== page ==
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Herschel's first images promise bright future

M74 (also known as NGC 628) is a face-on spiral galaxy located about 24 million light years from Earth in the constellation Pisces. The infrared SPIRE images trace the cold dust between the stars, clearly showing the galaxy's spiral structure. They also contain many faint dots that are actually distant galaxies. These galaxies contain dust that radiates at infrared wavelengths, but because they are much further away, we cannot see the structure in the galaxies. Photo Credit: ESA and the SPIRE consortium

PARIS (BNS): Herschel has carried out the first test observations with all its instruments, with spectacular results. Galaxies, star-forming regions and dying stars comprised the telescopeís first targets. The instruments provided spectacular data on their first attempt, finding water and carbon and revealing dozens of distant galaxies, as reported in a release by ESA.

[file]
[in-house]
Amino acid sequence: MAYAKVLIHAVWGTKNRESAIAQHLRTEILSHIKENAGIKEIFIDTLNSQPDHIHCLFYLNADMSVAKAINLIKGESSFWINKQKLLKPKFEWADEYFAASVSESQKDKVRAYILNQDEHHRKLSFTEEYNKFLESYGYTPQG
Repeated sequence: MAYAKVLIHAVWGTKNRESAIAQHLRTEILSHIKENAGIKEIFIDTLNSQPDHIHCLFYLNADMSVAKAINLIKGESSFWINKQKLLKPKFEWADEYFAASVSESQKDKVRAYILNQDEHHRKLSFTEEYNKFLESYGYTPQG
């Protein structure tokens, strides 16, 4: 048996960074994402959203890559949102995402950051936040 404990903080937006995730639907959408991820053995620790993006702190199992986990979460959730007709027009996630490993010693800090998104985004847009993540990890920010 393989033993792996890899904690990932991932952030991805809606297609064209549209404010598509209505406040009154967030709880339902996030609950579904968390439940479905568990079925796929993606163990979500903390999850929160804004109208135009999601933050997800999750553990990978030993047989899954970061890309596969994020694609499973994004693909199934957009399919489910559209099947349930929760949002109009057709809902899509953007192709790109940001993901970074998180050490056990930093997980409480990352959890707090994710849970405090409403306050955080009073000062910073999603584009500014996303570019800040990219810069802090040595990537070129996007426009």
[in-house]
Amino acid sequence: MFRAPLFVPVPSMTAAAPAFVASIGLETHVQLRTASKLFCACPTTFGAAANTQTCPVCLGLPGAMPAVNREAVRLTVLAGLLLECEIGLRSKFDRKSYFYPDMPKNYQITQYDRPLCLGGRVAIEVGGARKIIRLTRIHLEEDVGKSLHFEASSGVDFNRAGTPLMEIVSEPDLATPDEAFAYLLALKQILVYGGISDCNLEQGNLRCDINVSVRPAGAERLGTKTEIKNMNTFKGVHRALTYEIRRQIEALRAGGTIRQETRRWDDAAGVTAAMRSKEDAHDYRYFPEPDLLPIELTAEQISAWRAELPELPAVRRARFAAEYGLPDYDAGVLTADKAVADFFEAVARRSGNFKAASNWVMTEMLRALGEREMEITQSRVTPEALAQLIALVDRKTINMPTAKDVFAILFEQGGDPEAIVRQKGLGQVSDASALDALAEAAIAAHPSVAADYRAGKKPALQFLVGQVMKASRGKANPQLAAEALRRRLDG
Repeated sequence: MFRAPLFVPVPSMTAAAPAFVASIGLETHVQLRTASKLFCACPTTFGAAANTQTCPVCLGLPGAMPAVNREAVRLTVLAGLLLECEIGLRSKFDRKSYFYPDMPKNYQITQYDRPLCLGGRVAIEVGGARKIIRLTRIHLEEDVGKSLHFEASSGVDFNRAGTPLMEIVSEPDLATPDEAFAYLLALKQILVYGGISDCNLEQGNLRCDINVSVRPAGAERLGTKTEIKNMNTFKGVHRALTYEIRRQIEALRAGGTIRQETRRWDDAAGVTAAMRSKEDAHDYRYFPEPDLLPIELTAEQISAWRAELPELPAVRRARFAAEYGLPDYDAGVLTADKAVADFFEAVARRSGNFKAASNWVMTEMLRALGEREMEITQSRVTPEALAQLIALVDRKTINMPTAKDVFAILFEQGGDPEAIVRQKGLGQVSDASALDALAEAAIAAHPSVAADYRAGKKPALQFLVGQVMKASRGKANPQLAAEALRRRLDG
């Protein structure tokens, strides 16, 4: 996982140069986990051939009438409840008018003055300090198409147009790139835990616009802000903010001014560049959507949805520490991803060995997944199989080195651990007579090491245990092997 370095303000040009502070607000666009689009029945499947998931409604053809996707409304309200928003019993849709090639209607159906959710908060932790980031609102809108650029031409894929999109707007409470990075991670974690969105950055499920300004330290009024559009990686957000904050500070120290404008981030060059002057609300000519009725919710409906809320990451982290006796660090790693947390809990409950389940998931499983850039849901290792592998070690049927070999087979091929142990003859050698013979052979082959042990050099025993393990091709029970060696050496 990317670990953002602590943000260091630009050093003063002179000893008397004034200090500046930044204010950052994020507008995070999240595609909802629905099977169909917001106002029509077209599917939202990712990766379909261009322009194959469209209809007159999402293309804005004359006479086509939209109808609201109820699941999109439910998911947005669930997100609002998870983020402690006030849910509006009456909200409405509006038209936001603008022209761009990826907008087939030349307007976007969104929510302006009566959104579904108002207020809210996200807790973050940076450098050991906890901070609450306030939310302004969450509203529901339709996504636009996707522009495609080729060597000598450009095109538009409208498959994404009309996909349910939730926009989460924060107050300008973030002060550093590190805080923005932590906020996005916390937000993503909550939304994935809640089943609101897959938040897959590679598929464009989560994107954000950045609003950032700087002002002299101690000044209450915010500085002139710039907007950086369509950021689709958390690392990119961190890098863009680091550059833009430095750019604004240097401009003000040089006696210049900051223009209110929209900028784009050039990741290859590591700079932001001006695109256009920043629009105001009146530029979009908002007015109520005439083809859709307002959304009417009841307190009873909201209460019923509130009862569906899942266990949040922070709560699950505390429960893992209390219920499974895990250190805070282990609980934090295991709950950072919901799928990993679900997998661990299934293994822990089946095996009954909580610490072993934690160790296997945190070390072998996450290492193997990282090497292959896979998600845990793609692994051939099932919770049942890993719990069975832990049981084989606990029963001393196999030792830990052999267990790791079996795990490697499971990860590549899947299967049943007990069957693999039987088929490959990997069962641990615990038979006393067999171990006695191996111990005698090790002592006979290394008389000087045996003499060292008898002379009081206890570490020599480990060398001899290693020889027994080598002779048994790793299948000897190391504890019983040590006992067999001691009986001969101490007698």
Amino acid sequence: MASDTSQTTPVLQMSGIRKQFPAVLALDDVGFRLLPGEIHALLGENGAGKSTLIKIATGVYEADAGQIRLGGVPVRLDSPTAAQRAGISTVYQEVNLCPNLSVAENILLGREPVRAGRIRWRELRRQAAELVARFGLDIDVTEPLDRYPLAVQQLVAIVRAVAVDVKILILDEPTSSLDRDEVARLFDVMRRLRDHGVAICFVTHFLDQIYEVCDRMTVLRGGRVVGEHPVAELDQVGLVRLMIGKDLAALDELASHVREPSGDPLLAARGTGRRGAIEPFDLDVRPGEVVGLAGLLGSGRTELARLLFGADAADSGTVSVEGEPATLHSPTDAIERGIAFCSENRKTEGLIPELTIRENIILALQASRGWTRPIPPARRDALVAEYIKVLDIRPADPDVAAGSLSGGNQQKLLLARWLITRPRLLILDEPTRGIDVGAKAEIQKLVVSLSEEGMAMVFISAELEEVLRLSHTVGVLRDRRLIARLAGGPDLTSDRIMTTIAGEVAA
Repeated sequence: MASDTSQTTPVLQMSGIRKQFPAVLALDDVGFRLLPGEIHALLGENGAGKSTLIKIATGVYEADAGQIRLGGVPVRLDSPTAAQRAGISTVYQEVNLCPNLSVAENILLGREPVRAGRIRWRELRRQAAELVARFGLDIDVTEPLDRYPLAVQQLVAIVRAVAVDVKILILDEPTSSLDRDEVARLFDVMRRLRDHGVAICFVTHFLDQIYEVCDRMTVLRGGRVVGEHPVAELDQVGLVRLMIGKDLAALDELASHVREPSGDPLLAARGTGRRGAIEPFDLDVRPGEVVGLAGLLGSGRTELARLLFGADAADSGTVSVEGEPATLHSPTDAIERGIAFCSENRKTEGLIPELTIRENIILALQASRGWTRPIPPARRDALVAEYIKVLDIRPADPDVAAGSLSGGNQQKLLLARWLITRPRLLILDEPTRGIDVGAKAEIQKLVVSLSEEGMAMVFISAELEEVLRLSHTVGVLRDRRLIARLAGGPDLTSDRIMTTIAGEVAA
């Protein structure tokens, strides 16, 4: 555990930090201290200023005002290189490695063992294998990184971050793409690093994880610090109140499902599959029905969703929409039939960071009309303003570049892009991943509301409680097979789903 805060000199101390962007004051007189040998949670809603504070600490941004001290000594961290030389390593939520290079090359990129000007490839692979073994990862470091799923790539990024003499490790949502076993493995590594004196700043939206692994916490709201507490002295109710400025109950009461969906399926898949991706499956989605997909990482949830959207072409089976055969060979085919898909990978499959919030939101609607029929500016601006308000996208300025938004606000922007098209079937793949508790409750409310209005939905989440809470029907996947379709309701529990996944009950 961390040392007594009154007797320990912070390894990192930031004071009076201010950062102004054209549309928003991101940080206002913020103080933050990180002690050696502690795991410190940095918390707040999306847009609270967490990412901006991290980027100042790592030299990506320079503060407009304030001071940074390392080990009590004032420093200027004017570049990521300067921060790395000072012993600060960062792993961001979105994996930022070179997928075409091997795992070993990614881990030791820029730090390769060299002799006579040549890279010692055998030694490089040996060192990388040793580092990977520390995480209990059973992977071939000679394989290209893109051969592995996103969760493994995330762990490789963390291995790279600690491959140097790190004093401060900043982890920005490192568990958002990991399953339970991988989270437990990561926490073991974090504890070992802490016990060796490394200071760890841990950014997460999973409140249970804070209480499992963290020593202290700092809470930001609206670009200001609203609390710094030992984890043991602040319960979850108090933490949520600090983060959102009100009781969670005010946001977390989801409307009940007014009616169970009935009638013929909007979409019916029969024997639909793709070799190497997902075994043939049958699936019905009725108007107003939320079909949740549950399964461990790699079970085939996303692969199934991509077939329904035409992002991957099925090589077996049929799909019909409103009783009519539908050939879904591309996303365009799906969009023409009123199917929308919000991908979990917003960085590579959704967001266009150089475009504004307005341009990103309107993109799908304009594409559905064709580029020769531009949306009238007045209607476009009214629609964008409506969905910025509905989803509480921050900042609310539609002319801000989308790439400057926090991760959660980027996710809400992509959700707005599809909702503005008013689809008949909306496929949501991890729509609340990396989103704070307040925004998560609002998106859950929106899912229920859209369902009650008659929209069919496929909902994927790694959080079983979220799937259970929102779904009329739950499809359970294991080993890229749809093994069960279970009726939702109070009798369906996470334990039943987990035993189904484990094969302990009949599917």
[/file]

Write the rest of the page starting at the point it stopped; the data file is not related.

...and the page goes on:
According to the release, these observations show that Herschelís instruments are working beyond expectations. They promise a mission of rich discoveries for waiting astronomers.

Herschelís Spectral and Photometric Imaging Receiver (SPIRE) was trained on two galaxies for its first look at the Universe. The galaxies showed up prominently, providing astronomers with their best images yet at these wavelengths, and revealing other more distant galaxies in the background of the images.

The release further stated that, SPIRE is designed to look at star formation in our own Galaxy and in nearby galaxies. It will also search for star-forming galaxies in the very distant Universe.

Scientists used Herschelís Heterodyne Instrument for the Far-Infrared (HIFI) to look for warm molecular gas heated by newborn massive stars in the DR21 star-forming region in Cygnus.

HIFI provided excellent data in two different observing modes, returning information on the composition of the region with unprecedented accuracy and resolution.

Using HIFI, scientists observed ionised carbon, carbon monoxide, and water in DR21.

With the Photodetector Array Camera and Spectrometer (PACS) instrument it is now possible for the first time to make images in spectral lines for on the sky, and see how the wind from the star shapes the nebula in three dimensions.

Following these first light images, Herschel is now in the performance verification phase, where the instruments will be further tested and calibrated.

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